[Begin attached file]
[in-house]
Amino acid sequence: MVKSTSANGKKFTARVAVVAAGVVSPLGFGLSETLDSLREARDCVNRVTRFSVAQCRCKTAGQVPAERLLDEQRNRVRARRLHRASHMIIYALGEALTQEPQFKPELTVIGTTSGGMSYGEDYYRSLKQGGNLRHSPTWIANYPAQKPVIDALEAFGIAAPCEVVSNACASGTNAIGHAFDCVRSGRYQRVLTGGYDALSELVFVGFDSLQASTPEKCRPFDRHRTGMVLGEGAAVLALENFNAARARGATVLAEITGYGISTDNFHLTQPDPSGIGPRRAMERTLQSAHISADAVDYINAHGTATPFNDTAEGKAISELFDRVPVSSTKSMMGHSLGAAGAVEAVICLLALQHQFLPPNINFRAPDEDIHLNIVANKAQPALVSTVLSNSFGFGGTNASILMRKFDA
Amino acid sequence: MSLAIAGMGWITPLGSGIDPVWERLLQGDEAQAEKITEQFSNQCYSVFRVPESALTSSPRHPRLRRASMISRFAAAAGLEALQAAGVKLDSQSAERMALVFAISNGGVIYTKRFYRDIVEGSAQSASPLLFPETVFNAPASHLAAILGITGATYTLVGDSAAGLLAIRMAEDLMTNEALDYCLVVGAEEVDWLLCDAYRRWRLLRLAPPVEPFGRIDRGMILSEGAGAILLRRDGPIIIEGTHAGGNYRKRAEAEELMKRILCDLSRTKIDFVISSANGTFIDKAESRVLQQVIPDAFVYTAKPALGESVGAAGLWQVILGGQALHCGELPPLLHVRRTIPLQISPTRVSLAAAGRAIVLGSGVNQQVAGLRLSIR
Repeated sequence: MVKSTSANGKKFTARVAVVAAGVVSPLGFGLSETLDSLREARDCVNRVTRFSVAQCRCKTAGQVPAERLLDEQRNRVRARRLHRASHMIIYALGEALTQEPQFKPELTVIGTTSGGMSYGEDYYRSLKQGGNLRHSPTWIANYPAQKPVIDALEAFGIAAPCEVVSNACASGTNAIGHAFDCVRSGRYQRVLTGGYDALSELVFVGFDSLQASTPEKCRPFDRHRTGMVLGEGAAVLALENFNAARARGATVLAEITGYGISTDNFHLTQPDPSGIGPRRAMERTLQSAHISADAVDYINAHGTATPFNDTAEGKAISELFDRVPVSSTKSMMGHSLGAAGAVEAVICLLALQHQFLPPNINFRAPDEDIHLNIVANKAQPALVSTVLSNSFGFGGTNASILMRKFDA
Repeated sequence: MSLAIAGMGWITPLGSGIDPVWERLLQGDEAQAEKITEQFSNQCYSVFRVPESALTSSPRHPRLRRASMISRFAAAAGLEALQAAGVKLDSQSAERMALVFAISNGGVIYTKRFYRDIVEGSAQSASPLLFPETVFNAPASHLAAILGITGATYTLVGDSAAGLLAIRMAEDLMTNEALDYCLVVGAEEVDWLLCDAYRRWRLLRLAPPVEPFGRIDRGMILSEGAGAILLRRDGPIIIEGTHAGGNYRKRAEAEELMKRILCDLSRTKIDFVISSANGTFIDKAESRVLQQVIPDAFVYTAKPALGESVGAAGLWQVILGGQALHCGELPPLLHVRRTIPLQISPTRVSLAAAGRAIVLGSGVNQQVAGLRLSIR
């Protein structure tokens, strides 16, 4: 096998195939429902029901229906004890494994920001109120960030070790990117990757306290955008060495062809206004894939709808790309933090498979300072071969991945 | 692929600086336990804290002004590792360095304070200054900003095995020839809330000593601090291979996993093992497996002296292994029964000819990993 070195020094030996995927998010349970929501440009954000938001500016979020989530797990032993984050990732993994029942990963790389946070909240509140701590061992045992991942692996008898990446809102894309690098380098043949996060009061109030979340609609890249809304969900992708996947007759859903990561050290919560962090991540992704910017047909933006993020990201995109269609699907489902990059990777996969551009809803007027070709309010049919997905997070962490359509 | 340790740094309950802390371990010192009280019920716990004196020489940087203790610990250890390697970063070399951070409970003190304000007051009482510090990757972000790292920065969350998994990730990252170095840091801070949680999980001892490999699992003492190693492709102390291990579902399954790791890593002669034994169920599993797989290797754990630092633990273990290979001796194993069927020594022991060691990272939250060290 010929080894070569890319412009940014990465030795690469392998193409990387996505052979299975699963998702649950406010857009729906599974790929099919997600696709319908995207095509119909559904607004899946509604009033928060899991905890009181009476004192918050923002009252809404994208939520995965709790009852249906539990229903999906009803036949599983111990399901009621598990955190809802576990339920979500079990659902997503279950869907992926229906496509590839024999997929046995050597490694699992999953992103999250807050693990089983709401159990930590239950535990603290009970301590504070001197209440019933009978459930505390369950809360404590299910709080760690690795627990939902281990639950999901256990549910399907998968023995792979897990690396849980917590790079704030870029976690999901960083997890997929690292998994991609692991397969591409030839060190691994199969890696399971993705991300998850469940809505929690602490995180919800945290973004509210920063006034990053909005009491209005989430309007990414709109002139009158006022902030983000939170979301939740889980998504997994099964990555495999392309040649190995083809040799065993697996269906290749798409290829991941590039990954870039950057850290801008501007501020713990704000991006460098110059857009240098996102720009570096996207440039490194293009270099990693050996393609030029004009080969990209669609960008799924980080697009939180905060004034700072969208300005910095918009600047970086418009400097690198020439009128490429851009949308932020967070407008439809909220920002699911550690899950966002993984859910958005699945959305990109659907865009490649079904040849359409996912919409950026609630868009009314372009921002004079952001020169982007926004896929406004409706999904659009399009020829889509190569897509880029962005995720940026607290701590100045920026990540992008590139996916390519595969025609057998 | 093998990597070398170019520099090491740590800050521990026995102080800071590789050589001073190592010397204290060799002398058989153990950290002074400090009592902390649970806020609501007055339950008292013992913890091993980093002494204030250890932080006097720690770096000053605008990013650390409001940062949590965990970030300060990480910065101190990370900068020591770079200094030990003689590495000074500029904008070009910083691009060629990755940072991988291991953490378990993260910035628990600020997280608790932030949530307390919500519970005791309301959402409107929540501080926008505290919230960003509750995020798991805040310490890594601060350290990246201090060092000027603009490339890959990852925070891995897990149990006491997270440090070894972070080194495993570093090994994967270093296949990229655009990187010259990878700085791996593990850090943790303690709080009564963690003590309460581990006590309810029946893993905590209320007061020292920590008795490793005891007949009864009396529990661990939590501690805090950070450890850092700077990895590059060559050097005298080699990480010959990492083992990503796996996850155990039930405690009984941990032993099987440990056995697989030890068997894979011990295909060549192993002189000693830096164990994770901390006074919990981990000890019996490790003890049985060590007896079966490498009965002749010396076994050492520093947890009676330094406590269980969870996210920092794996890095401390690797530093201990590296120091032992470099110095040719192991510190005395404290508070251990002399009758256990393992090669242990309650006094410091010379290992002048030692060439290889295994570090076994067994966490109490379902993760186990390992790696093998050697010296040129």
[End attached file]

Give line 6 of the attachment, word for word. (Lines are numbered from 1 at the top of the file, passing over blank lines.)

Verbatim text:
């Protein structure tokens, strides 16, 4: 096998195939429902029901229906004890494994920001109120960030070790990117990757306290955008060495062809206004894939709808790309933090498979300072071969991945 | 692929600086336990804290002004590792360095304070200054900003095995020839809330000593601090291979996993093992497996002296292994029964000819990993 070195020094030996995927998010349970929501440009954000938001500016979020989530797990032993984050990732993994029942990963790389946070909240509140701590061992045992991942692996008898990446809102894309690098380098043949996060009061109030979340609609890249809304969900992708996947007759859903990561050290919560962090991540992704910017047909933006993020990201995109269609699907489902990059990777996969551009809803007027070709309010049919997905997070962490359509 | 340790740094309950802390371990010192009280019920716990004196020489940087203790610990250890390697970063070399951070409970003190304000007051009482510090990757972000790292920065969350998994990730990252170095840091801070949680999980001892490999699992003492190693492709102390291990579902399954790791890593002669034994169920599993797989290797754990630092633990273990290979001796194993069927020594022991060691990272939250060290 010929080894070569890319412009940014990465030795690469392998193409990387996505052979299975699963998702649950406010857009729906599974790929099919997600696709319908995207095509119909559904607004899946509604009033928060899991905890009181009476004192918050923002009252809404994208939520995965709790009852249906539990229903999906009803036949599983111990399901009621598990955190809802576990339920979500079990659902997503279950869907992926229906496509590839024999997929046995050597490694699992999953992103999250807050693990089983709401159990930590239950535990603290009970301590504070001197209440019933009978459930505390369950809360404590299910709080760690690795627990939902281990639950999901256990549910399907998968023995792979897990690396849980917590790079704030870029976690999901960083997890997929690292998994991609692991397969591409030839060190691994199969890696399971993705991300998850469940809505929690602490995180919800945290973004509210920063006034990053909005009491209005989430309007990414709109002139009158006022902030983000939170979301939740889980998504997994099964990555495999392309040649190995083809040799065993697996269906290749798409290829991941590039990954870039950057850290801008501007501020713990704000991006460098110059857009240098996102720009570096996207440039490194293009270099990693050996393609030029004009080969990209669609960008799924980080697009939180905060004034700072969208300005910095918009600047970086418009400097690198020439009128490429851009949308932020967070407008439809909220920002699911550690899950966002993984859910958005699945959305990109659907865009490649079904040849359409996912919409950026609630868009009314372009921002004079952001020169982007926004896929406004409706999904659009399009020829889509190569897509880029962005995720940026607290701590100045920026990540992008590139996916390519595969025609057998 | 093998990597070398170019520099090491740590800050521990026995102080800071590789050589001073190592010397204290060799002398058989153990950290002074400090009592902390649970806020609501007055339950008292013992913890091993980093002494204030250890932080006097720690770096000053605008990013650390409001940062949590965990970030300060990480910065101190990370900068020591770079200094030990003689590495000074500029904008070009910083691009060629990755940072991988291991953490378990993260910035628990600020997280608790932030949530307390919500519970005791309301959402409107929540501080926008505290919230960003509750995020798991805040310490890594601060350290990246201090060092000027603009490339890959990852925070891995897990149990006491997270440090070894972070080194495993570093090994994967270093296949990229655009990187010259990878700085791996593990850090943790303690709080009564963690003590309460581990006590309810029946893993905590209320007061020292920590008795490793005891007949009864009396529990661990939590501690805090950070450890850092700077990895590059060559050097005298080699990480010959990492083992990503796996996850155990039930405690009984941990032993099987440990056995697989030890068997894979011990295909060549192993002189000693830096164990994770901390006074919990981990000890019996490790003890049985060590007896079966490498009965002749010396076994050492520093947890009676330094406590269980969870996210920092794996890095401390690797530093201990590296120091032992470099110095040719192991510190005395404290508070251990002399009758256990393992090669242990309650006094410091010379290992002048030692060439290889295994570090076994067994966490109490379902993760186990390992790696093998050697010296040129």